Background: Ginseng is a herbal medicine in widespread use throughout the world. Its effect on the brain and nervous system has been investigated. It has been suggested, on the basis of both laboratory and clinical studies, that it may have beneficial effects on cognitive performance.
Objectives: To evaluate the efficacy and adverse effects of ginseng given to improve cognitive performance in healthy participants, participants with cognitive impairment or dementia.To highlight the quality and quantity of research evidence available.
Search strategy: The Specialized Register of the Cochrane Dementia and Cognitive Improvement Group (CDCIG), The Cochrane Library, MEDLINE, EMBASE, PsycINFO, CINAHL, LILACS, clinical trials registries and grey literature sources were searched on 24 February 2009 using the following terms: ginseng* OR panax OR ginsan OR "Jen Shen"OR shinseng OR Renshen OR schinseng OR ninjin OR gingilone OR panaxoside* OR ginsenoside* OR protopanaxa* OR protopanaxadiol OR protopanaxatriol OR panaxagin OR ginsenol OR ginsenine and terms for dementia and cognition. The CDCIG Specialized Register contains records from all major health care databases (The Cochrane Library, MEDLINE, EMBASE, PsycINFO, CINAHL, LILACS) as well as from many clinical trials registries and grey literature sources.
Selection criteria: All double-blind and single-blind randomized, placebo controlled trials assessing the effects of ginseng on cognitive function were eligible for inclusion. Interventions were considered to be ginseng if they were compounds containing ginseng or active agents of the Panax genus as the major component.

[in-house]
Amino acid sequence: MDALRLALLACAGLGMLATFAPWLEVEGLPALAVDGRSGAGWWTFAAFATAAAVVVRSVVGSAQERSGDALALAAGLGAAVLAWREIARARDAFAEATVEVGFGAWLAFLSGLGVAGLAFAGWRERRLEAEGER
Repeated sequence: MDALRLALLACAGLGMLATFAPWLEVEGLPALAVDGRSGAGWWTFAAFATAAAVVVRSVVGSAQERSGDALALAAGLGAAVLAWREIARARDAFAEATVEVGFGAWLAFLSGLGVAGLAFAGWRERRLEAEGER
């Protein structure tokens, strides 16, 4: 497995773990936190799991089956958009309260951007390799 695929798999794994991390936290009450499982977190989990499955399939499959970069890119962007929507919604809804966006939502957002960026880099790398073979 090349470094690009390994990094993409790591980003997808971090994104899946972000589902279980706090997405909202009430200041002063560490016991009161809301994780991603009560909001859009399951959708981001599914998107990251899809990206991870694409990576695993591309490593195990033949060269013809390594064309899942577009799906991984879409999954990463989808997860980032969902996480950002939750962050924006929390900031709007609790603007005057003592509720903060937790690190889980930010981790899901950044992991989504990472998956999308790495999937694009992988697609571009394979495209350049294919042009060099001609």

Data collection and analysis: Characteristics of each included trial were extracted independently by two reviewers using a self-developed data extraction form and entered into RevMan 5.0 software. Authors of identified trials were contacted for additional information and unpublished data. The effects of ginseng in healthy participants, participants with cognitive impairment or dementia were addressed independently.
Main results: Nine randomized, double-blind, placebo controlled trials meeting the inclusion criteria were identified. Eight trials enrolled healthy participants, and one was of subjects with age-associated memory impairment (AAMI).Only five of the identified trials had extractable information and were included in the analysis. Four studies investigated the effects of ginseng extract and one assessed the efficacy of ginseng compound HT008-1. All of these trials investigated the effects of ginseng on healthy participants. Pooling the data was impossible owing to heterogeneity in outcome measures, trial duration, and ginseng dosage. Results of the analysis suggested improvement of some aspects of cognitive function, behavior and quality of life. No serious adverse events associated with ginseng were found.
Authors' conclusions: Currently, there is a lack of convincing evidence to show a cognitive enhancing effect of Panax ginseng in healthy participants and no high quality evidence about its efficacy in patients with dementia. Randomized, double-blind, placebo-controlled, parallel group trials with large sample sizes are needed to further investigate the effect of ginseng on cognition in different populations, including dementia patients.